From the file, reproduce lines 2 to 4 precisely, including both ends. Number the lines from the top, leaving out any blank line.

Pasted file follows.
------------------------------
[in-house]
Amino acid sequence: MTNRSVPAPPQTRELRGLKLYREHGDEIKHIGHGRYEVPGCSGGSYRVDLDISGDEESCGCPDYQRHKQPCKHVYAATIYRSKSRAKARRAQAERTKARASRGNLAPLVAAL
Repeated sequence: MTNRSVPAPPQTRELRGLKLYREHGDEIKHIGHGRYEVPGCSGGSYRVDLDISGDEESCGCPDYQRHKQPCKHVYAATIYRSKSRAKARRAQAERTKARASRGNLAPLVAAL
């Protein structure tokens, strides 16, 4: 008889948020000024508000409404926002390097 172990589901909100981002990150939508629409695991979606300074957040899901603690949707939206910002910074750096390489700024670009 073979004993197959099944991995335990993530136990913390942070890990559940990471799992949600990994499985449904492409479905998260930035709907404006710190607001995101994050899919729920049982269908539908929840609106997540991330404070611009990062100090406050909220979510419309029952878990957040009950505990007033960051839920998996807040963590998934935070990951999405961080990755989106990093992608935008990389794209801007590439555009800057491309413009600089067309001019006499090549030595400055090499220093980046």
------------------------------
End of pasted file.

Amino acid sequence: MTNRSVPAPPQTRELRGLKLYREHGDEIKHIGHGRYEVPGCSGGSYRVDLDISGDEESCGCPDYQRHKQPCKHVYAATIYRSKSRAKARRAQAERTKARASRGNLAPLVAAL
Repeated sequence: MTNRSVPAPPQTRELRGLKLYREHGDEIKHIGHGRYEVPGCSGGSYRVDLDISGDEESCGCPDYQRHKQPCKHVYAATIYRSKSRAKARRAQAERTKARASRGNLAPLVAAL
């Protein structure tokens, strides 16, 4: 008889948020000024508000409404926002390097 172990589901909100981002990150939508629409695991979606300074957040899901603690949707939206910002910074750096390489700024670009 073979004993197959099944991995335990993530136990913390942070890990559940990471799992949600990994499985449904492409479905998260930035709907404006710190607001995101994050899919729920049982269908539908929840609106997540991330404070611009990062100090406050909220979510419309029952878990957040009950505990007033960051839920998996807040963590998934935070990951999405961080990755989106990093992608935008990389794209801007590439555009800057491309413009600089067309001019006499090549030595400055090499220093980046």